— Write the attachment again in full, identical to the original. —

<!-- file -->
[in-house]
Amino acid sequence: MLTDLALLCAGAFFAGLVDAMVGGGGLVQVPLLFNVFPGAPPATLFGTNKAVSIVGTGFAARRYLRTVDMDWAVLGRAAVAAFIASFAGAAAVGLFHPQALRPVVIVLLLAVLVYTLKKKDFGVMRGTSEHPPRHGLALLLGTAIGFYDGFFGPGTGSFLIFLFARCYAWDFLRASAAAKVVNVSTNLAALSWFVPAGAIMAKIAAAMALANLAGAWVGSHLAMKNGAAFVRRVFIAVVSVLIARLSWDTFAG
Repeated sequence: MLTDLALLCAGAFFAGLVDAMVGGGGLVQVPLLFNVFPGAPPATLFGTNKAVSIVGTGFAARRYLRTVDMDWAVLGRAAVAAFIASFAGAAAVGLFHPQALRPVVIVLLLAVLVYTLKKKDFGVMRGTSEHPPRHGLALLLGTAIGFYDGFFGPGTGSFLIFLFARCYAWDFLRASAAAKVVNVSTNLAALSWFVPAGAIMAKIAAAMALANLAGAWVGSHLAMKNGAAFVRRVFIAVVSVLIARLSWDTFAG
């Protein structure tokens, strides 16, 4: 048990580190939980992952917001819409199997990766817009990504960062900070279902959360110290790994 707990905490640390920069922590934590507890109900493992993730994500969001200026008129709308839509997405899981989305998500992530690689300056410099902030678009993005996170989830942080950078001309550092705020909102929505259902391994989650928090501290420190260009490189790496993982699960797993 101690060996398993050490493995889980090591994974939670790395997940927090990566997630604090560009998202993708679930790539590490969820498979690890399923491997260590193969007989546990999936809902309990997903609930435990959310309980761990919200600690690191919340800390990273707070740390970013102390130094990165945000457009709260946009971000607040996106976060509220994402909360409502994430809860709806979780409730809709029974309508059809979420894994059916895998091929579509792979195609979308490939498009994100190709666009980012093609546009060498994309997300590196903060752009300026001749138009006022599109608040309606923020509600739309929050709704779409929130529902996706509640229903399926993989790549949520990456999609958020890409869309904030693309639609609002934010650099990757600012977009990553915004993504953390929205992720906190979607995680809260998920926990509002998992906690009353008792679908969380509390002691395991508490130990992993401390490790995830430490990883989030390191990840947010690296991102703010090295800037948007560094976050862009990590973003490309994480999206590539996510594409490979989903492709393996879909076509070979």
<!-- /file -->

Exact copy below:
[in-house]
Amino acid sequence: MLTDLALLCAGAFFAGLVDAMVGGGGLVQVPLLFNVFPGAPPATLFGTNKAVSIVGTGFAARRYLRTVDMDWAVLGRAAVAAFIASFAGAAAVGLFHPQALRPVVIVLLLAVLVYTLKKKDFGVMRGTSEHPPRHGLALLLGTAIGFYDGFFGPGTGSFLIFLFARCYAWDFLRASAAAKVVNVSTNLAALSWFVPAGAIMAKIAAAMALANLAGAWVGSHLAMKNGAAFVRRVFIAVVSVLIARLSWDTFAG
Repeated sequence: MLTDLALLCAGAFFAGLVDAMVGGGGLVQVPLLFNVFPGAPPATLFGTNKAVSIVGTGFAARRYLRTVDMDWAVLGRAAVAAFIASFAGAAAVGLFHPQALRPVVIVLLLAVLVYTLKKKDFGVMRGTSEHPPRHGLALLLGTAIGFYDGFFGPGTGSFLIFLFARCYAWDFLRASAAAKVVNVSTNLAALSWFVPAGAIMAKIAAAMALANLAGAWVGSHLAMKNGAAFVRRVFIAVVSVLIARLSWDTFAG
């Protein structure tokens, strides 16, 4: 048990580190939980992952917001819409199997990766817009990504960062900070279902959360110290790994 707990905490640390920069922590934590507890109900493992993730994500969001200026008129709308839509997405899981989305998500992530690689300056410099902030678009993005996170989830942080950078001309550092705020909102929505259902391994989650928090501290420190260009490189790496993982699960797993 101690060996398993050490493995889980090591994974939670790395997940927090990566997630604090560009998202993708679930790539590490969820498979690890399923491997260590193969007989546990999936809902309990997903609930435990959310309980761990919200600690690191919340800390990273707070740390970013102390130094990165945000457009709260946009971000607040996106976060509220994402909360409502994430809860709806979780409730809709029974309508059809979420894994059916895998091929579509792979195609979308490939498009994100190709666009980012093609546009060498994309997300590196903060752009300026001749138009006022599109608040309606923020509600739309929050709704779409929130529902996706509640229903399926993989790549949520990456999609958020890409869309904030693309639609609002934010650099990757600012977009990553915004993504953390929205992720906190979607995680809260998920926990509002998992906690009353008792679908969380509390002691395991508490130990992993401390490790995830430490990883989030390191990840947010690296991102703010090295800037948007560094976050862009990590973003490309994480999206590539996510594409490979989903492709393996879909076509070979």